Canby Closes Book on Beer Library

The city of Canby has closed the book on The Beer Library, a proposal by Oregon City Brewing Co. owner and founder Bryce Morrow to transform the city-owned former library building on the corner of NW 3rd and Holly into a brewpub with three permanent indoor food carts and an all-ages arcade.

The city informed Morrow of its decision in a letter Thursday that was shared with the Canby Now Podcast, which began by thanking him for his updated June 13 proposal.

“After careful consideration, the City has decided to reject the proposal, withdraw from the negotiations on the property, and retain the former Library space,” the letter read. “In the months ahead, the City will be exploring a variety of options to activate this important downtown space.”

The reasons for the city’s decision were not made clear, and the negotiations were confidential. The Canby City Council had convened in executive session Wednesday night in a meeting that was noticed to discuss real estate transactions.

The council had selected the original proposal for The Beer Library as the most promising of four concepts submitted earlier this year, favoring what they perceived as its ability to activate an important commercial space and draw new visitors into the city’s downtown core. 

And the project appeared to be in the wheelhouse for OC Brewing, which took a former flooring supply store five years ago and turned it into Oregon City’s first brewery since the one owned by pioneer Jacob Mader closed in 1895.

But their purchase offer of $10,000 — approximately 1 percent of the $950,000 the property was appraised at several years ago — was a non-starter. The council directed Economic Development Director Jamie Stickel to follow-up with Morrow and gauge his willingness to drastically increase his offer or accept a lease agreement.

The original offer had been the result of the devastating economic impacts brought on by the Covid-19 pandemic — including low consumer confidence, high unemployment and tightening of lending — as well as the $1.5 million they estimated it would cost to renovate the facility.

All four of the offers the city received through the RFP process had been far below the property’s assessed value — the highest being $167,000. At that meeting in May, councilors had expressed fears that they may sell the property for a song based on an attractive concept, then watch the buyer “flip” it to another entity for a quick profit.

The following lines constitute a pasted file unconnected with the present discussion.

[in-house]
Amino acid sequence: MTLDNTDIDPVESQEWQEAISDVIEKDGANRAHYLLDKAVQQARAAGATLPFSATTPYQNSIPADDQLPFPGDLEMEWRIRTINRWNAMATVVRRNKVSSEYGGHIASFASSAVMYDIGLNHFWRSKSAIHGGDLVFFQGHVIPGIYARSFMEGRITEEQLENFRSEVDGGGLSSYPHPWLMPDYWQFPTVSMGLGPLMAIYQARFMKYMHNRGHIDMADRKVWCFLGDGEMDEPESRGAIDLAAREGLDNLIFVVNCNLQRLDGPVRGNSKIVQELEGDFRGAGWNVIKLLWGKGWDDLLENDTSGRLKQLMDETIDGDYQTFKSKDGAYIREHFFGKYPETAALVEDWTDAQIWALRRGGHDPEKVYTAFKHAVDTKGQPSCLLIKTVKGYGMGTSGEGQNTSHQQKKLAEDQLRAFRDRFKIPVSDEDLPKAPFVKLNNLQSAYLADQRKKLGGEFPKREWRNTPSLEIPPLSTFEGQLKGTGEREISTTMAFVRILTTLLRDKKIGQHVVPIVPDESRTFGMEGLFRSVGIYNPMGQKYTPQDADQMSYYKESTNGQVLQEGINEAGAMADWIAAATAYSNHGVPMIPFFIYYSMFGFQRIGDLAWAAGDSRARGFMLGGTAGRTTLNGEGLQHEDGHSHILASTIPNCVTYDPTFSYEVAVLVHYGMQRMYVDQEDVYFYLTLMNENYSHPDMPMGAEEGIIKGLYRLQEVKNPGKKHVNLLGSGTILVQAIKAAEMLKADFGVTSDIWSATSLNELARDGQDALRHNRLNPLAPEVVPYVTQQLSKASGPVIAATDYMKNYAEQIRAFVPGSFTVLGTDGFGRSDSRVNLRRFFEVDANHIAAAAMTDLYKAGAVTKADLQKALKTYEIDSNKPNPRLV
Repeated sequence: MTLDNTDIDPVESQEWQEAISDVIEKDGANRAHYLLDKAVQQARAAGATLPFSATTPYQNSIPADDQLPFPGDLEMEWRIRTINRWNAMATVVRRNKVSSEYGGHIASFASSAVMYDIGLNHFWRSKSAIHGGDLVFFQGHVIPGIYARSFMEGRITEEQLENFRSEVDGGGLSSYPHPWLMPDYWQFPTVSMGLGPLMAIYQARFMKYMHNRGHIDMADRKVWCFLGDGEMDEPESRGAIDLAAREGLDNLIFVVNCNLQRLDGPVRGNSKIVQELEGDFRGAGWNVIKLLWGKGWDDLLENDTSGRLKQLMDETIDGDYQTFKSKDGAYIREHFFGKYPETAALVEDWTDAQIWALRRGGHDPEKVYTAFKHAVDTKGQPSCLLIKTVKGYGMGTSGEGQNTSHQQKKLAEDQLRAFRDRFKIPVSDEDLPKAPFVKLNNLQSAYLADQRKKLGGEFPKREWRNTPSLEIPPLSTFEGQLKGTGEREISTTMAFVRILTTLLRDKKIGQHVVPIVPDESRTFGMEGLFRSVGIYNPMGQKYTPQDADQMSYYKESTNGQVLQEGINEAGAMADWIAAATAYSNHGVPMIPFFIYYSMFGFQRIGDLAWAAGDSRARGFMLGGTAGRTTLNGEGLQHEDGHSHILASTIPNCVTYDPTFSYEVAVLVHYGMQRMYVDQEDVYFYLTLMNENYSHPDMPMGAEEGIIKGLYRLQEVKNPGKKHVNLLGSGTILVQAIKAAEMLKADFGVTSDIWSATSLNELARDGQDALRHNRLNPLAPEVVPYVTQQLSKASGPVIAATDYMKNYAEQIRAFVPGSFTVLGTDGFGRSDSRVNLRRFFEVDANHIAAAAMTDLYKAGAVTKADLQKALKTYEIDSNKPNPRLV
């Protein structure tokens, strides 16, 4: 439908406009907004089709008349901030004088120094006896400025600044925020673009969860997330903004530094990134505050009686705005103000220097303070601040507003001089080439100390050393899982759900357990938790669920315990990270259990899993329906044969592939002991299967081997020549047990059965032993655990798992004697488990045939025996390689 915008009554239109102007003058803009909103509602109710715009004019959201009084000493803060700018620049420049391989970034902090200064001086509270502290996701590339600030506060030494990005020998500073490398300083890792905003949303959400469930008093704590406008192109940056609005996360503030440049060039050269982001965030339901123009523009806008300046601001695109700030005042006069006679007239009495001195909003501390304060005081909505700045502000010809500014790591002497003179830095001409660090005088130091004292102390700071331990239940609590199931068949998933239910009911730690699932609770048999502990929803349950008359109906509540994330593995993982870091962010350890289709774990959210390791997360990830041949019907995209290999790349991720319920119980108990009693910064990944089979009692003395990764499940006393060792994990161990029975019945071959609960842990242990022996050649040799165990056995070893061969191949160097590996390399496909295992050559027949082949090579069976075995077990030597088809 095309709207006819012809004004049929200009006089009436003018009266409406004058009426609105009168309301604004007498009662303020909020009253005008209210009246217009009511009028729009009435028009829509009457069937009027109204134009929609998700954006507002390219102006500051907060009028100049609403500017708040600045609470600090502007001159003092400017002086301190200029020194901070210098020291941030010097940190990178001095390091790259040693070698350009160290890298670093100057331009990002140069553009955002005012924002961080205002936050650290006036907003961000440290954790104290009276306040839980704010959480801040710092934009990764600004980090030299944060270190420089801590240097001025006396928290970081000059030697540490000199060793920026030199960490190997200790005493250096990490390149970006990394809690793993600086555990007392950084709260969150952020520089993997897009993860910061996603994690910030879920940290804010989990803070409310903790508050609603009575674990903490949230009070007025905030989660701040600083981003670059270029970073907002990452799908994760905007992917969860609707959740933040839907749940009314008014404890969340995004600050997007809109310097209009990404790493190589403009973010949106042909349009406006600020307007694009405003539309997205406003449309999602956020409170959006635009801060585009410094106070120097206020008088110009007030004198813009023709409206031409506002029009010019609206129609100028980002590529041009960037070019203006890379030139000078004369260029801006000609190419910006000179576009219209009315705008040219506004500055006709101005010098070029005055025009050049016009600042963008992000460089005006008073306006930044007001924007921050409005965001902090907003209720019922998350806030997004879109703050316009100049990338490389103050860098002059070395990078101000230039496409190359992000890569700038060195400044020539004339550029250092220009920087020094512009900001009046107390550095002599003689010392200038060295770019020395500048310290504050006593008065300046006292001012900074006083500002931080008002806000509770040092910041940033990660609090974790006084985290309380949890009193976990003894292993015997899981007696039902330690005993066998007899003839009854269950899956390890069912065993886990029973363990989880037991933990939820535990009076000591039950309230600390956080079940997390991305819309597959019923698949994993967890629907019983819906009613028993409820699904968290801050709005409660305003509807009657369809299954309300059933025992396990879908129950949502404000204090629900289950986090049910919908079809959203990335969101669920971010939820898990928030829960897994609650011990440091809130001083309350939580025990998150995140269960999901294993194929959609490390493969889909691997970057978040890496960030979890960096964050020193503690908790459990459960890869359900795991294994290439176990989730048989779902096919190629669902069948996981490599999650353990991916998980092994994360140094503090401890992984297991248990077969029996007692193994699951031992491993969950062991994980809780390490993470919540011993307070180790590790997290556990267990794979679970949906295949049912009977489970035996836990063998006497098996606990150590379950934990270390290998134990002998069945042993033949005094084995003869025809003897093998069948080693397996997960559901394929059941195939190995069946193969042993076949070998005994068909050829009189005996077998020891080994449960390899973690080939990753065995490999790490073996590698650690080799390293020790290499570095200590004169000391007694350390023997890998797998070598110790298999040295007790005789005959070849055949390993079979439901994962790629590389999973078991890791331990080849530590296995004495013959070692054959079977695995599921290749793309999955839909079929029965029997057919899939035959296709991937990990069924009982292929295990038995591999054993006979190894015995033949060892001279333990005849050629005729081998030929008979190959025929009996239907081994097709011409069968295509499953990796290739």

On Thursday, Morrow confirmed that he had met with Stickel on more than one occasion, and had expressed that they were not interested in leasing. OC Brewing did increase its purchase offer, and though he declined to give the amount, he said it was higher than any other offer that had been made during the previous RFP.

“It’s disappointing, but it doesn’t change our stance on Canby,” he said. “We think it’s an amazing city, and we really feel a connection to it. It’s near our home. Honestly, we wouldn’t look at expanding in any other place.”

Morrow said he and his team also looked at the former Canby police station next to the old city hall (“Beer Police,” anyone? Or maybe “The Beer Department”?), but were also unable to come to terms with Hanlon Development, which is leading the redevelopment of the Canby Civic Block, including the Dahlia.

“Canby’s got all these great, old buildings, and we think it needs a brewpub,” Morrow said. “And if it doesn’t work out here, I hope we can find a place somewhere else. I think the community would really support it.”

This is the second time in less than two years that an effort to transform the old library building into the city’s first brewery has failed to come together.

In January 2019, the city had also selected a brewpub concept during an earlier RFP process. The nascent Canby Brewing Co. was open to a long-term lease agreement, but the negotiations broke down a few months later, and the city, again, opted to hold on to the property.

Canby appears to be the largest city in the state of Oregon without its own commercial brewery or brewpub, with the notable exception of Woodburn. It does boast the FOB Taproom at Canby Place, which operates on a similar model — though it does not serve food or brew its own beer.

Proposed interior layout for The Beer Library. Courtesy Oregon City Brewing and the city of Canby.

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